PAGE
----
By: David A. Hoffman, Associate General Counsel and Global Privacy Officer
Intel is experimenting with a new approach to participatory democracy. We have created a website on which we have posted our recommended draft for a comprehensive U.S. privacy law. The website has a portion where privacy law experts are providing feedback on the draft, and for the public to provide comments. We are going to keep the discussion going for two weeks and then will revise our draft. We encourage everyone to visit the website and participate. Here is some background on the effort and a description of our draft.
Why Pass a US Federal Privacy Law?
Effective privacy regulation is critical to allow technologies like artificial intelligence to help solve the world’s greatest challenges. The combination of advances in computing power, memory and analytics create the possibility that technology can make tremendous strides in precision medicine, disease detection, driving assistance, increased productivity, workplace safety, education and more. At Intel we are developing many of these technologies and are focused on integrating artificial intelligence capability across the global digital infrastructure. At the same time, we recognize the need for a legal structure to prevent harmful uses of the technology and to preserve personal privacy so that all individuals embrace new, data-driven technologies. At Intel we know that privacy is a fundamental human right and robust privacy protection is critical to allow individuals to trust technology and participate in society.
What the US needs is a privacy law that parallels the country’s ethos of freedom, innovation and entrepreneurship. That law needs to protect individuals and enable for the ethical use of data. As noted above, the use of data by new technologies such as artificial intelligence will help us solve some of the most vexing global problems while spurring economic growth. That ethical use of data will be critical as we use the data to train artificial intelligence algorithms to detect bias and enhance cyber security. In short, it takes data to protect data. The US needs a law that promotes ethical data stewardship, not one that just attempts to minimize harm. A non-harmonized patchwork of state legislation will cause companies to default to restrictive requirements and the result will decrease the likelihood of realizing technology’s great potential to improve lives.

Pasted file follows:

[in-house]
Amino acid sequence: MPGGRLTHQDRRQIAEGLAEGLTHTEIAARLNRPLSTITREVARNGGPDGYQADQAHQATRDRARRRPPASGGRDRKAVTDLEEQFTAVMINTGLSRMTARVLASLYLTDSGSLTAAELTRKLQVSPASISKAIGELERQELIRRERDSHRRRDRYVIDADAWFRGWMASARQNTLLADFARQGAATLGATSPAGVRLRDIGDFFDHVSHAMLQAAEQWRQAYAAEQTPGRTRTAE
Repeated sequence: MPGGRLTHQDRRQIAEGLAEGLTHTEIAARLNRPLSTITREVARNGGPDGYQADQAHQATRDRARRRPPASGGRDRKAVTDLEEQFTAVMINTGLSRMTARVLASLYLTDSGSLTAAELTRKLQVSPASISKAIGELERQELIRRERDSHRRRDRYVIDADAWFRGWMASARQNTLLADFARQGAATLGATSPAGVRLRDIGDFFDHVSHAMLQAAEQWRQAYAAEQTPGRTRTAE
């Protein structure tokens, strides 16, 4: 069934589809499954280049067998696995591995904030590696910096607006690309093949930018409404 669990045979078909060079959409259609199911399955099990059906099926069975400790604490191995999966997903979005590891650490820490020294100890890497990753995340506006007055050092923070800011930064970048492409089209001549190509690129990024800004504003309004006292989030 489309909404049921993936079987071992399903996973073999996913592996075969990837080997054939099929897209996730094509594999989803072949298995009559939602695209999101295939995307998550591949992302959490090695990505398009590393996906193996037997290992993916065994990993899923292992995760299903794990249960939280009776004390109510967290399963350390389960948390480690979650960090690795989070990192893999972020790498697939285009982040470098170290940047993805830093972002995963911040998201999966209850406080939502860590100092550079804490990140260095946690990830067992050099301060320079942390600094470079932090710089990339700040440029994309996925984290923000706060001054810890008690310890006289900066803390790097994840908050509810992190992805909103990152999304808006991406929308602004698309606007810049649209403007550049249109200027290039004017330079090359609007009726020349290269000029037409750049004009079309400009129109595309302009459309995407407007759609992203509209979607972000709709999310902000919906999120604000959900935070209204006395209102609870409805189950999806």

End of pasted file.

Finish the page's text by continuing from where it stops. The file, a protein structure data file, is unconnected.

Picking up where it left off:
How is the proposal structured?
The law uses the Fair Information Practice Principles (FIPPs) from the Organization for Economic Cooperation and Development’s (OECD) Guidelines Governing the Protection of Privacy and Transborder Flows of Personal Data. The OECD FIPPs are “the Global Common Language of Privacy” and many of the privacy laws around the world are based on them. For the past few years, Intel has worked on a “Rethinking Privacy” initiative to take the OECD FIPPs and show how they can be implemented in law differently to promote the innovative and ethical use of data.
How will the law be enforced?
Robust, harmonized and predictable enforcement is necessary. The US Federal Trade Commission has decades of experience protecting privacy. What the Commission needs are: 1. More resources, 2. Authority to oversee all industry sectors, 3. A clear mandate to develop guidance and regulations to communicate to organizations how they should implement the FIPPs, and 4. The ability to enforce meaningful but fair sanctions. Our proposal provides all four of those elements, while also preserving a role for State Attorneys General to apply sanctions in situations where the Commission declines to start an enforcement action. The law uses those sanctions as a way to further encourage organizations to demonstrate their accountability, by allowing those entities that adopt robust privacy programs to have a safe harbor from civil penalties.